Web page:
Make sure you and yours are reasonably well-catechized, use the Sacraments, read the Bible, try to stay in a state of grace, be ready to help others, and peddle through life on a bicycle while juggling flaming horse heads. That's something everyone can enjoy, right?

Who is Bear to judge what sort of sense his friends try to make out of all these goings-on, especially with the Eclipse of Doom coming right down poor Bear's chimney?

Supernatural Answers are Beyond Bears
but are Usually not Necessary

While the Bear wholeheartedly accepts the supernatural, he does not know how to factor it into analysis. That is why he has never tried. Where natural explanations are good and sufficient, he does not try to nose down supernatural ones. If, in the end, the only answer is the Calvinists' "Sovereign Lord," or Muslims' "Insh'allah," what's the point of blogging anyway? Why get your brakes fixed, if Allah or the God of Calvinists has already doomed Joe Bogagi to die beneath your Goodyears?

No, the Bear sticks to evidence and reasonable inferences drawn therefrom.

It seems quite reasonable to the Bear that the Bishop of Bratwurst could have an unnatural appetite for adolescent boys. That is an issue of the sort the criminal justice system deals with as a matter of routine.

It also seems reasonable to the Bear that said Bishop might hold and teach dodgy theology, as well. While perhaps more esoteric, at least the more obvious questions should not be beyond the powers of educated laymen.

Furthermore, since it is a matter of historical record that there have been popes of dubious morality and imperfect theology, we know that even they are subject to temptation and falls of all kinds.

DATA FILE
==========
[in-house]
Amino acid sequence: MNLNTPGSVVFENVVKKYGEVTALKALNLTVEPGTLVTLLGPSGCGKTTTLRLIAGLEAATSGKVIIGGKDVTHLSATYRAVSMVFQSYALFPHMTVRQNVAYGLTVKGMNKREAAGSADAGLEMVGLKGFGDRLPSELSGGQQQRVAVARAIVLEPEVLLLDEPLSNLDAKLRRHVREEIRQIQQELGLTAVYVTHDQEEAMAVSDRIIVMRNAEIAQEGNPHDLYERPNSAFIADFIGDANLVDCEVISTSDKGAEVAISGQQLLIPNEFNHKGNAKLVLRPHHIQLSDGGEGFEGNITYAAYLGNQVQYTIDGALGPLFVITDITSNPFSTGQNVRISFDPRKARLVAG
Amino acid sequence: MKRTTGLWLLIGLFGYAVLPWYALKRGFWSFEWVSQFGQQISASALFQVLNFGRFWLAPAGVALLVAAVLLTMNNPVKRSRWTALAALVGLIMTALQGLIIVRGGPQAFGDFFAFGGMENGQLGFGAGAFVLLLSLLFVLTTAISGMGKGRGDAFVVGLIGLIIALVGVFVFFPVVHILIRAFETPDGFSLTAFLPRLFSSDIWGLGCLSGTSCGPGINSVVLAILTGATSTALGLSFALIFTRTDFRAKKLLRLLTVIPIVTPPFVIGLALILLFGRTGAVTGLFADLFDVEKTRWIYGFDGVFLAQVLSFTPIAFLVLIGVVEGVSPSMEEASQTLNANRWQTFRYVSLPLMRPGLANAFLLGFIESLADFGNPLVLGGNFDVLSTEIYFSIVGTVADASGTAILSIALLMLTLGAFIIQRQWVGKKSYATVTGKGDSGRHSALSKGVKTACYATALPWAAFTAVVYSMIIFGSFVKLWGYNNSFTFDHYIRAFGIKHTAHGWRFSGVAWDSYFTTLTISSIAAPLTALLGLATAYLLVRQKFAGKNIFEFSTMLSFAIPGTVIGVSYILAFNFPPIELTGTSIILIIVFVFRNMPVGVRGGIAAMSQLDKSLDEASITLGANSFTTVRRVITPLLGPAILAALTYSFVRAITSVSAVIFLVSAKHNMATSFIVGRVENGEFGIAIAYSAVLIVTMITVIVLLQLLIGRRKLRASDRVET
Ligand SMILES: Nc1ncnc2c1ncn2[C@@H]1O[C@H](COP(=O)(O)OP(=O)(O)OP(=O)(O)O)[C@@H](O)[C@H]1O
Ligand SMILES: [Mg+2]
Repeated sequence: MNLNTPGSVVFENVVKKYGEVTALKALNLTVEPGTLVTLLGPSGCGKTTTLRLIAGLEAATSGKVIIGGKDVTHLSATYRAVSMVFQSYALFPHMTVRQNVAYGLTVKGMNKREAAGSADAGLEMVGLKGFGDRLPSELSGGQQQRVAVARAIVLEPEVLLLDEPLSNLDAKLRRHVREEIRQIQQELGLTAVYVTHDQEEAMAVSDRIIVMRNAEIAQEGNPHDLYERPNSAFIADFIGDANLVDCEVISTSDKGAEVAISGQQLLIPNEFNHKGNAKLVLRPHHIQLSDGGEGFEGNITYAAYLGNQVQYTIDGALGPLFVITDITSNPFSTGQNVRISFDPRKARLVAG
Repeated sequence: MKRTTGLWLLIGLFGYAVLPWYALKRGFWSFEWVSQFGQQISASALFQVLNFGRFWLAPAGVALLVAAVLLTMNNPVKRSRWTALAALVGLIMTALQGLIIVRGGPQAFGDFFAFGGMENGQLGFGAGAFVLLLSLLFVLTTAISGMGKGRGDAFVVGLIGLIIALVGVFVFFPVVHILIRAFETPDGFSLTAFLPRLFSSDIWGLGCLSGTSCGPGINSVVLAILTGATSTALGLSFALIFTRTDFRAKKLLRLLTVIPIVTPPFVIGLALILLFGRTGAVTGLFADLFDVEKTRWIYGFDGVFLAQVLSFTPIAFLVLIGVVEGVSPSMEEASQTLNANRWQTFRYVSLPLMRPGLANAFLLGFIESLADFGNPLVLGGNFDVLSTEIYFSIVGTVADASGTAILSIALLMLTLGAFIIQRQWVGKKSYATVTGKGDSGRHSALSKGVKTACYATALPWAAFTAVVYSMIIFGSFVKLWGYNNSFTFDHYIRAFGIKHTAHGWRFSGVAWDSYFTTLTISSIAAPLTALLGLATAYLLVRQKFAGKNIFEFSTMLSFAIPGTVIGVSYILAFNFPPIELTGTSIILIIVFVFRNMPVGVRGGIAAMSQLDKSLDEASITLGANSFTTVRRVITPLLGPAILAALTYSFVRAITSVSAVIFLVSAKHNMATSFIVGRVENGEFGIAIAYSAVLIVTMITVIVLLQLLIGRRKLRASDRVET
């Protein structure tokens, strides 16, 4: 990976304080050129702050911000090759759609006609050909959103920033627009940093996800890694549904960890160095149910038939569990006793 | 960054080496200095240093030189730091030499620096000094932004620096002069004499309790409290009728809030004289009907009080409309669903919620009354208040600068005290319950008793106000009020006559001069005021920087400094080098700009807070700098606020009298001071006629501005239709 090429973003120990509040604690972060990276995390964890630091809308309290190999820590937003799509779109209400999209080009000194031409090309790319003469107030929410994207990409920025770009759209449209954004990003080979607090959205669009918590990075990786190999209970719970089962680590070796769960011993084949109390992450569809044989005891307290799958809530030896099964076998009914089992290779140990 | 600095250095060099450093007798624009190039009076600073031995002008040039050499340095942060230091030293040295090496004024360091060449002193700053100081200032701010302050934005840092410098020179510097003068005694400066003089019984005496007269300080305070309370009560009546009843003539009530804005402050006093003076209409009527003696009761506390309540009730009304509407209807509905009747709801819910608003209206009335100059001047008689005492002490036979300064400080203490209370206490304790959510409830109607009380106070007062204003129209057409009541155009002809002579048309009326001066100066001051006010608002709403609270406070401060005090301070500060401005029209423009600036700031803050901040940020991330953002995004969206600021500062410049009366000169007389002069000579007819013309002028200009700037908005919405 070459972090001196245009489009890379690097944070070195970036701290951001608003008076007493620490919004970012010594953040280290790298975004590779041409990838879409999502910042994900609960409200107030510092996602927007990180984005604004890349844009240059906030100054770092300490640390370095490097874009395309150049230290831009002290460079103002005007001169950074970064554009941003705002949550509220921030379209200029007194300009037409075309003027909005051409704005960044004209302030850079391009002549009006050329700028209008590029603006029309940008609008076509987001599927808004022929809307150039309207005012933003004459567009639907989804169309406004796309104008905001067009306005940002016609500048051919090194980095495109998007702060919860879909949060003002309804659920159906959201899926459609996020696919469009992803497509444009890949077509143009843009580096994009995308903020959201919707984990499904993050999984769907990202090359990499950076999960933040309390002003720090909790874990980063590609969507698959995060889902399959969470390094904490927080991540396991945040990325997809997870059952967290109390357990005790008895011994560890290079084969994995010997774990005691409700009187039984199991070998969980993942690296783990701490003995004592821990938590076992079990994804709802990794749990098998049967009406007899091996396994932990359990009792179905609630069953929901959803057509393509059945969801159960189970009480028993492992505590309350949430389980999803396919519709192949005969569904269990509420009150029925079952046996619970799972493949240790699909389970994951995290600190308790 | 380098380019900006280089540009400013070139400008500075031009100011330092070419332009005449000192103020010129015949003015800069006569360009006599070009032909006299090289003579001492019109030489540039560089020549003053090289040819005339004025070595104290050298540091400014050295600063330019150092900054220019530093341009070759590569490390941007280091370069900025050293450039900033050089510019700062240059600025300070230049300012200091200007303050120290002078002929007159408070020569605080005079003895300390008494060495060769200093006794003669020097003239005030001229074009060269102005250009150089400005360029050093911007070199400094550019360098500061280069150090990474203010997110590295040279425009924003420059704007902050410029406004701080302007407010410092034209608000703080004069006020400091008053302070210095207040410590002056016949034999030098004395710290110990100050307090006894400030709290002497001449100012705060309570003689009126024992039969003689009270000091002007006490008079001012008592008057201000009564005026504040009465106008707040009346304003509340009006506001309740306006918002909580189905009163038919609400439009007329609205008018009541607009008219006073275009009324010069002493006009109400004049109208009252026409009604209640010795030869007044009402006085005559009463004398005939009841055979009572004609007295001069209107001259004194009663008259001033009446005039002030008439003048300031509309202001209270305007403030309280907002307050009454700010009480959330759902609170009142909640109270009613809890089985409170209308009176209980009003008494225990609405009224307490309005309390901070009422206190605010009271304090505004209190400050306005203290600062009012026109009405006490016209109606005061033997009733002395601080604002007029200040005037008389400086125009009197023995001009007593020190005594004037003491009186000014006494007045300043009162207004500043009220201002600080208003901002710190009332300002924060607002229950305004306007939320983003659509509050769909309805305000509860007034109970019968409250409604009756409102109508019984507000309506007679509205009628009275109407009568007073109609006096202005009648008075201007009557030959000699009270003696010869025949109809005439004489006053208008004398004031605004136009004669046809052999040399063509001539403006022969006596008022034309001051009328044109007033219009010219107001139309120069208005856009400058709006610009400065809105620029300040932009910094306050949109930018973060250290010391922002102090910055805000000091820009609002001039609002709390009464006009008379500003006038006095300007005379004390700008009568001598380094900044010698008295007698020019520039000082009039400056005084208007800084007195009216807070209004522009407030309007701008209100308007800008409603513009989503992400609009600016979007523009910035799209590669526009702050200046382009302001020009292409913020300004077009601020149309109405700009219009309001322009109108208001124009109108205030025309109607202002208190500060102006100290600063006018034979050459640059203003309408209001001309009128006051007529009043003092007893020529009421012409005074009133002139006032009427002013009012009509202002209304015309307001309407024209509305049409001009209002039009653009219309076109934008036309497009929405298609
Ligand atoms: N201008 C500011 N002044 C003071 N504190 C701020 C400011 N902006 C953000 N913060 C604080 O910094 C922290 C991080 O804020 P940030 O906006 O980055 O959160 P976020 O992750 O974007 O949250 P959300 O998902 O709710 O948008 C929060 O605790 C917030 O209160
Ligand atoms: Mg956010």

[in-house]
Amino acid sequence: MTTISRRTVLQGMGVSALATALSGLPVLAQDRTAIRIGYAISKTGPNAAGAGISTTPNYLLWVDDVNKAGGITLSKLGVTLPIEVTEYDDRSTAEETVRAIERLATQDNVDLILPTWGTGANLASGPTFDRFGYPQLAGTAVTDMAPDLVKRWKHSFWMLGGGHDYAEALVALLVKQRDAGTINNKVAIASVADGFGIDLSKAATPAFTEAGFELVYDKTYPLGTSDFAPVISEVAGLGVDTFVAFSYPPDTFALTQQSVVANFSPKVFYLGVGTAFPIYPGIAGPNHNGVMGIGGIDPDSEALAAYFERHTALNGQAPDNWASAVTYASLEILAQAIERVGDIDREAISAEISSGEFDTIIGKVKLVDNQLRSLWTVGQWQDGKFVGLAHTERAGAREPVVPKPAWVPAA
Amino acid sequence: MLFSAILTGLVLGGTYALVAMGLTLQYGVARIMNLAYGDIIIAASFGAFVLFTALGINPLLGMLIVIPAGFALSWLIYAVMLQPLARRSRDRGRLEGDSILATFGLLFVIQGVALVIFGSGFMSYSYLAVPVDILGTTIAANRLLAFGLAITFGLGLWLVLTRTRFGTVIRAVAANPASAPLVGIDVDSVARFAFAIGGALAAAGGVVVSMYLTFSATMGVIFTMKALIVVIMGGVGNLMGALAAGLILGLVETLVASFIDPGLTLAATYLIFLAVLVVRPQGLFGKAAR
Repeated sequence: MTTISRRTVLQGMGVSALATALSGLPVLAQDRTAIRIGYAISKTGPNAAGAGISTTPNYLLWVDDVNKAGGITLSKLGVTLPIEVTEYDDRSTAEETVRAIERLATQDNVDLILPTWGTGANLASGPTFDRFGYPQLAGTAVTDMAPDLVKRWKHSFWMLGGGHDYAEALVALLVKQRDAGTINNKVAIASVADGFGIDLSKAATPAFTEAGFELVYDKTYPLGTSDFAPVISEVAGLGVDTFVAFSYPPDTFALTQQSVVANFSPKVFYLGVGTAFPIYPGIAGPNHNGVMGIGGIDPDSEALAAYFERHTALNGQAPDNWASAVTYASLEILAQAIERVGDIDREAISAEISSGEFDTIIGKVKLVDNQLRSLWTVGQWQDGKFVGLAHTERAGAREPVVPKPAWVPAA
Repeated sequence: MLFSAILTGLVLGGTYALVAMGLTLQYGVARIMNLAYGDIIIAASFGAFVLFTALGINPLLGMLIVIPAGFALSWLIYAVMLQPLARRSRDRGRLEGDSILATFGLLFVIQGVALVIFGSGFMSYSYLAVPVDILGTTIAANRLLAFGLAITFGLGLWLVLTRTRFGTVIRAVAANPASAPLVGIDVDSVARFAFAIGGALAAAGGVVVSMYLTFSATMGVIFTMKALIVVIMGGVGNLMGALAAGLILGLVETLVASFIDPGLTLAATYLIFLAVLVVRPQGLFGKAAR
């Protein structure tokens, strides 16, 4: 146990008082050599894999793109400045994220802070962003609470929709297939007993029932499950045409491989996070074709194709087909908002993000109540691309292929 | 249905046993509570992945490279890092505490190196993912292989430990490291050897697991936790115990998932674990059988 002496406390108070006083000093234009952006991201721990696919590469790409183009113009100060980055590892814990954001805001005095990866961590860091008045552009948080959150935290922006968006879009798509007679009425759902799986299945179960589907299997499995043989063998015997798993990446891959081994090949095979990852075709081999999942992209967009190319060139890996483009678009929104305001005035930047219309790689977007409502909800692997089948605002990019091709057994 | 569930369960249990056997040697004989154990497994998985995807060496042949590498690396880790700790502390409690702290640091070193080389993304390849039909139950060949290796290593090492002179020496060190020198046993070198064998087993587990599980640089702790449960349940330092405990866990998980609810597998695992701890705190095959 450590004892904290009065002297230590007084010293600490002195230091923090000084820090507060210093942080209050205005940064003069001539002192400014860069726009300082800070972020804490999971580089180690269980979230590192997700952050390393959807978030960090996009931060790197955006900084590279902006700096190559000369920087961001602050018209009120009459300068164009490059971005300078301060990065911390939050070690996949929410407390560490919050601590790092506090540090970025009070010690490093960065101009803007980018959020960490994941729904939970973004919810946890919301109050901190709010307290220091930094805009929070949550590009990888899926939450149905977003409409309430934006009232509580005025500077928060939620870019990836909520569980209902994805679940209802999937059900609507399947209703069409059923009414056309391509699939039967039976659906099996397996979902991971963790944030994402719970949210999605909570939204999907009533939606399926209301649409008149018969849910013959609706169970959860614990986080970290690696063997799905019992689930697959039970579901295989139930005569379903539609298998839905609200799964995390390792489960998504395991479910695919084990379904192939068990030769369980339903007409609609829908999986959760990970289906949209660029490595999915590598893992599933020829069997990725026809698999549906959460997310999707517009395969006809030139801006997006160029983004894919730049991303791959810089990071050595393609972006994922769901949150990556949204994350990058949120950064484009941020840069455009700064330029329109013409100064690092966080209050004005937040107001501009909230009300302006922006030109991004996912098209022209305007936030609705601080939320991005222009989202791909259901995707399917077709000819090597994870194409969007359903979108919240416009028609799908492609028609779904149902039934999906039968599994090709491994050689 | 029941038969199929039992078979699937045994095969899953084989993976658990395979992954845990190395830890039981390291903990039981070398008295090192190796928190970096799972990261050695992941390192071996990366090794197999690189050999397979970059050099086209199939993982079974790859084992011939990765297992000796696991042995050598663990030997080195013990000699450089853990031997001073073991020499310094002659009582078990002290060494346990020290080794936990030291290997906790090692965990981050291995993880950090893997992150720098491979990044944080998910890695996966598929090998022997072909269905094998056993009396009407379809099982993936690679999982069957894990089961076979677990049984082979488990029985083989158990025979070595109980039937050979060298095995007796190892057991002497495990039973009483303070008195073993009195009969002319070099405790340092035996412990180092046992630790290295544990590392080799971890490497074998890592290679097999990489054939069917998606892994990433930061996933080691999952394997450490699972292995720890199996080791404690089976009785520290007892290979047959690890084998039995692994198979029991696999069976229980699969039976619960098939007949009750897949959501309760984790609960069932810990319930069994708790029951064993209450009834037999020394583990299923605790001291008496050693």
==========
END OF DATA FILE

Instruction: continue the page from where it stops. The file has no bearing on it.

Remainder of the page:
One might argue that it is a matter of current events that Pope Francis has been somewhat distracted, shall we say, from a full-throated defense of the Deposit of Faith. The Bear does not feel moved to attribute any supernatural cause to this, such as a "chastisement." Nor does the Bear believe every word that falls from Pope Francis' lips to a waiting microphone is nectar distilled from the Holy Spirit, or that the Pope is incapable of refusing to cooperate with God, or operating on bad information or suffering from a poor formation, or just be plain wrong.

The Bear does not feel it is necessary to reach for any supernatural explanations at all when the Church seems to be failing in the exact same way at the exact same time as every other Western institution. These are the days of our lives, which is not to say they are not the last days, too, just that the Bear is not competent to judge such matters.

It seems to the Bear only natural that we might come up a cropper in a papal election, especially these days. South America in general and Jesuits in particular are hardly synonymous with "orthodoxy," after all. The Bear can acknowledge facts without running around in circles like the Woodlands is burning down. Presumably, God is charge of the big picture, and the Bear expects a lot of surprises when the final credits roll, anyway.

Mea Culpa